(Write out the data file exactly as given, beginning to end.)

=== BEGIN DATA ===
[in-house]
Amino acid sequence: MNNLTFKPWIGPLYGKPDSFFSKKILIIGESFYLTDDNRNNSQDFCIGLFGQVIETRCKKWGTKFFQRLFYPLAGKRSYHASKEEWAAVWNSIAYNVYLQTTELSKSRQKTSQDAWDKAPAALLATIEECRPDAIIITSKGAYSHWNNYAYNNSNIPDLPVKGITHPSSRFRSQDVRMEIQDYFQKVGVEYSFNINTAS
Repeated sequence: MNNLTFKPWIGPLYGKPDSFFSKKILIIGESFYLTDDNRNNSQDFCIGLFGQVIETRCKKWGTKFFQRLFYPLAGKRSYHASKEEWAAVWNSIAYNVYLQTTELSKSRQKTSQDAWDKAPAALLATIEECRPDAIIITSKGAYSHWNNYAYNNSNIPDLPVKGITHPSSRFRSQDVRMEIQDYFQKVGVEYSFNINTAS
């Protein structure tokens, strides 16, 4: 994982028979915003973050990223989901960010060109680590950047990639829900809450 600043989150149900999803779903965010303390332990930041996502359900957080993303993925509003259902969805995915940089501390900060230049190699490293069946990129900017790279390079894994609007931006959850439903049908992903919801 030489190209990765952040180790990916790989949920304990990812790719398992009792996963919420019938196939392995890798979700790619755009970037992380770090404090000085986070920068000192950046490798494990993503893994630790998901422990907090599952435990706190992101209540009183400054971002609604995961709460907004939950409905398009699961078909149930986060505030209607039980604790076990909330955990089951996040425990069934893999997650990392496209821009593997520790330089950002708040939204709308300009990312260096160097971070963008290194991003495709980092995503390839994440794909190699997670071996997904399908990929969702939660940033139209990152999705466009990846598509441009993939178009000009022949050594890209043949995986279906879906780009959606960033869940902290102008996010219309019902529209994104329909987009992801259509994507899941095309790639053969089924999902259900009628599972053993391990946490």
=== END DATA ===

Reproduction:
[in-house]
Amino acid sequence: MNNLTFKPWIGPLYGKPDSFFSKKILIIGESFYLTDDNRNNSQDFCIGLFGQVIETRCKKWGTKFFQRLFYPLAGKRSYHASKEEWAAVWNSIAYNVYLQTTELSKSRQKTSQDAWDKAPAALLATIEECRPDAIIITSKGAYSHWNNYAYNNSNIPDLPVKGITHPSSRFRSQDVRMEIQDYFQKVGVEYSFNINTAS
Repeated sequence: MNNLTFKPWIGPLYGKPDSFFSKKILIIGESFYLTDDNRNNSQDFCIGLFGQVIETRCKKWGTKFFQRLFYPLAGKRSYHASKEEWAAVWNSIAYNVYLQTTELSKSRQKTSQDAWDKAPAALLATIEECRPDAIIITSKGAYSHWNNYAYNNSNIPDLPVKGITHPSSRFRSQDVRMEIQDYFQKVGVEYSFNINTAS
């Protein structure tokens, strides 16, 4: 994982028979915003973050990223989901960010060109680590950047990639829900809450 600043989150149900999803779903965010303390332990930041996502359900957080993303993925509003259902969805995915940089501390900060230049190699490293069946990129900017790279390079894994609007931006959850439903049908992903919801 030489190209990765952040180790990916790989949920304990990812790719398992009792996963919420019938196939392995890798979700790619755009970037992380770090404090000085986070920068000192950046490798494990993503893994630790998901422990907090599952435990706190992101209540009183400054971002609604995961709460907004939950409905398009699961078909149930986060505030209607039980604790076990909330955990089951996040425990069934893999997650990392496209821009593997520790330089950002708040939204709308300009990312260096160097971070963008290194991003495709980092995503390839994440794909190699997670071996997904399908990929969702939660940033139209990152999705466009990846598509441009993939178009000009022949050594890209043949995986279906879906780009959606960033869940902290102008996010219309019902529209994104329909987009992801259509994507899941095309790639053969089924999902259900009628599972053993391990946490």